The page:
T Stock Price Today - AT T Inc. Stock Quote - WSJ.com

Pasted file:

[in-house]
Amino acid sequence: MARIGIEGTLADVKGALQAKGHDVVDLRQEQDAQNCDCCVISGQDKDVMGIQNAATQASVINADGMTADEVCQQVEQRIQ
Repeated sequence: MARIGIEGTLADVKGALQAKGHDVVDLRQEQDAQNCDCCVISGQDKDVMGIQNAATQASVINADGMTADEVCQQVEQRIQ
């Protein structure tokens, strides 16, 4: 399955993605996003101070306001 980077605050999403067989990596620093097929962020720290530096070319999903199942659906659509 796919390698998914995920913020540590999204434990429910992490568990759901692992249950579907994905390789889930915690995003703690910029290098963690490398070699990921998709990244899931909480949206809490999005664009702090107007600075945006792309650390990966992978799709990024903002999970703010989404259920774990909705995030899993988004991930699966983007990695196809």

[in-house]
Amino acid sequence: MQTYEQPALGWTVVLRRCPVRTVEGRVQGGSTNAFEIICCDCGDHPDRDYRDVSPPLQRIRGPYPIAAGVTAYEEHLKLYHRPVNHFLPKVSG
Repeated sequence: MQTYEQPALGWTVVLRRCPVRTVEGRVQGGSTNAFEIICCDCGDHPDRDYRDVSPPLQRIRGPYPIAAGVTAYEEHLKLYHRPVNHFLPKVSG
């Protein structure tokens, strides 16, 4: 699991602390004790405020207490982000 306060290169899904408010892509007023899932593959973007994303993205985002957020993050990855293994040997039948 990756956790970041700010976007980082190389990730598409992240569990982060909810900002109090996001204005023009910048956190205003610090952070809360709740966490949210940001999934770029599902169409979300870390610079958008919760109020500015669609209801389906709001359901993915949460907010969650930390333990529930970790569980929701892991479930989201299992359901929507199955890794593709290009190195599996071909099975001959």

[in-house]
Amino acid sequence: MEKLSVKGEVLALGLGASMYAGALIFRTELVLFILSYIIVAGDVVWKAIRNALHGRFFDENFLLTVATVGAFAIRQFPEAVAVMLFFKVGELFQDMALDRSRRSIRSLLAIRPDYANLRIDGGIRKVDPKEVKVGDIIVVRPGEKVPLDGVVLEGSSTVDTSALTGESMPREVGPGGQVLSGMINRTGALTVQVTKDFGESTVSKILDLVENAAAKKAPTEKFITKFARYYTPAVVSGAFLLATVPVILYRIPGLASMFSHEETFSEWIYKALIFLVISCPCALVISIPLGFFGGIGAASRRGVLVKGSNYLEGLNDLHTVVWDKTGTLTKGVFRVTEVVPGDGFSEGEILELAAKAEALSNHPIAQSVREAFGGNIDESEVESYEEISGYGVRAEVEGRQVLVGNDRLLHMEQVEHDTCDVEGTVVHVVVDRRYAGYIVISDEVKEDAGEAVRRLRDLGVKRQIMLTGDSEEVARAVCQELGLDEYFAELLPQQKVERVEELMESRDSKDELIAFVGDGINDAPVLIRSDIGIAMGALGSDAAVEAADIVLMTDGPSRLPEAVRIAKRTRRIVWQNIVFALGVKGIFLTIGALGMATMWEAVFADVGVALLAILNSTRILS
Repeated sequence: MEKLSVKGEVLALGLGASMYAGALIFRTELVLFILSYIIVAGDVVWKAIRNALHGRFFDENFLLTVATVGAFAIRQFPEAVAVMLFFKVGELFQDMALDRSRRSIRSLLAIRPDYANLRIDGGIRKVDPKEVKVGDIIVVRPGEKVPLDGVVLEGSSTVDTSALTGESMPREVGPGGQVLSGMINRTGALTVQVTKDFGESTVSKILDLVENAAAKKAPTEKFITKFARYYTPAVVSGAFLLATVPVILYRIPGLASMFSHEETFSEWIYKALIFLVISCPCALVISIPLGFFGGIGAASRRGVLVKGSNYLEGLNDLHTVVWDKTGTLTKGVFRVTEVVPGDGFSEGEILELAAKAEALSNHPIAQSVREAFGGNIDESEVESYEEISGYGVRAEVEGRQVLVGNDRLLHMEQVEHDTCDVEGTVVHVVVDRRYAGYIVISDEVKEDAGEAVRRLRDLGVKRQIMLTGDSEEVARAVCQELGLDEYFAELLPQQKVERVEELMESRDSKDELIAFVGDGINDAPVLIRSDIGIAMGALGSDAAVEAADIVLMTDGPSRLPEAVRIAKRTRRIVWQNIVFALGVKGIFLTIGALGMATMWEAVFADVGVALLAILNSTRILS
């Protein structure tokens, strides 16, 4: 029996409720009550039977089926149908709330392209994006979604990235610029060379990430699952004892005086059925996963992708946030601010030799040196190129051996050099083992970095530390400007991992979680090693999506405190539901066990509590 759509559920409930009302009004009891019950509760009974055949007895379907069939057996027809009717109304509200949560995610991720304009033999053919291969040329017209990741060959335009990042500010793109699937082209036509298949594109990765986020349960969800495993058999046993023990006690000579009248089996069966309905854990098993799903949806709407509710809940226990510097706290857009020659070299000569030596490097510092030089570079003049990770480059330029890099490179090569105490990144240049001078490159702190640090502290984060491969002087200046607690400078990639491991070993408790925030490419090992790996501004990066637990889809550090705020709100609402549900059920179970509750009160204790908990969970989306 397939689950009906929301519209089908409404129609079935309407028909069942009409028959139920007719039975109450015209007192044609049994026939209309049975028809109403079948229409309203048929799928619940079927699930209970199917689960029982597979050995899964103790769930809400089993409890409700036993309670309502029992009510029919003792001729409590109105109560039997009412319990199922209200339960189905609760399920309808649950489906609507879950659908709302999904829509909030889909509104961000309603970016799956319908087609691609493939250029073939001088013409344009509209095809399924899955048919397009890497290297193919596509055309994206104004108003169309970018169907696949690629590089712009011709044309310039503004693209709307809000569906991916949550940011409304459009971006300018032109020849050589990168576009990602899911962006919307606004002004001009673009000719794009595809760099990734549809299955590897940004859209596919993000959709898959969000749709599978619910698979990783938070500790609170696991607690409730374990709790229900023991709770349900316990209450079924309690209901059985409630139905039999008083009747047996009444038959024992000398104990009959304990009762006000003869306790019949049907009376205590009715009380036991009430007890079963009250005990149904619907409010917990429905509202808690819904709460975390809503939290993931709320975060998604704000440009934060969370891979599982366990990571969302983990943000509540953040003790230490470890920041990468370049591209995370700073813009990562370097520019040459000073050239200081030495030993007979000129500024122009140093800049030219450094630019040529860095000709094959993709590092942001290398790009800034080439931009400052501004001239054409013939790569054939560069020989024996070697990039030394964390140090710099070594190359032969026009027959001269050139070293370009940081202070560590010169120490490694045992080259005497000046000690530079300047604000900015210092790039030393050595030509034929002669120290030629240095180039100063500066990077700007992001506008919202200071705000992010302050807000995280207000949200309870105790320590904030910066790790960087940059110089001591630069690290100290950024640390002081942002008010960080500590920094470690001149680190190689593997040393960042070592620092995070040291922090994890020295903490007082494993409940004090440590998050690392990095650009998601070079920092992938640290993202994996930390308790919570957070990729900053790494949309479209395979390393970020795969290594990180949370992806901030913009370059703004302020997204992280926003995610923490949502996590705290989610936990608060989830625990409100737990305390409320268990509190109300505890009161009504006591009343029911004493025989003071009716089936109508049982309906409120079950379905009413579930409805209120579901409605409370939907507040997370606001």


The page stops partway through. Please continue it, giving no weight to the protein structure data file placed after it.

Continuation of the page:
AT&TT -0.30% is now offering cheaper monthly service if you buy or bring your own smartphones — another sign of the pressure on prices brought by a newly competitive T-MobileTMUS -0.90%.The new “Mobile Share Value” plans roll out this weekend and don’t require a contract. You can also get them once you come to the end of your two-year contract. In addition, the price of bigger data buckets have been cut.The new plans seem to have two purposes: wean subscribers off of subsidies that can run higher than $400 for the iPhone and sap carriers’ profits every time there’s a new upgrade cycle, and fight off competition from T-Mobile, whose cheaper rates have been a draw for AT&T customers coming off contract.AT&T had already experimented with backing subscribers off subsidies with its AT&T Next plan, which broke the cost of the phone up into monthly installments and allowed for more frequent upgrades. But it was criticized for effectively double charging subscribers. The monthly rates were the same as for its subsidized plans — rates that are higher because they include an embedded cost for subsidizing the phone.T-Mobile ditched service plans earlier this year and requires people to pay full price for their phone–a base model iPhone retails for $650–with the option of an interest free installment plan. T-Mobile also lets subscribers bring their own devices, and many of those customers are likely coming from AT&T, because the companies use similar network technology.Under a traditional contract plan, you buy a smartphone at a subsidized price, say $200 for the latest iPhone, and can upgrade it every two years. The carrier pays the rest of the cost of the phone. The cost of that subsidy is broken up over two years and bundled into the fee subscribers pay for monthly service.The rub is that the bundled subsidy charge doesn’t go away once the subsidy is paid off. Your monthly bills are the same, so people who don’t upgrade their phones are essentially overpaying for their service once they have paid off the phone.This was a major marketing point from T-Mobile, which argued that traditional carriers are forcing people into contracts and making them overpay. The new AT&T plans cut the monthly price by $15 for people who have their own phone, compared to people signing a contract.Under AT&T’s Mobile Share service plans, customers pay for a bucket of data and then pay a separate fee for each device attached to that bucket. The price of adding a smartphone previously depended on the amount of data you bought. Now, the cost of adding a smartphone is flat: $40 a month if you take a subsidy and sign a contract, or $25 a month if you cover the cost of your own phone. Data costs are higher for some buckets, 2 gigabytes now cost $55 a month instead of $50, but lower for larger ones like the 10 gigabyte bucket, whose monthly price falls to $100 from $120.T-Mobile added 648,000 of the most valuable wireless subscribers in the third quarter, its second quarter of adding customers after years of losses. AT&T added just 363,000 in the latest quarter, and less lucrative tablets accounted for all of them.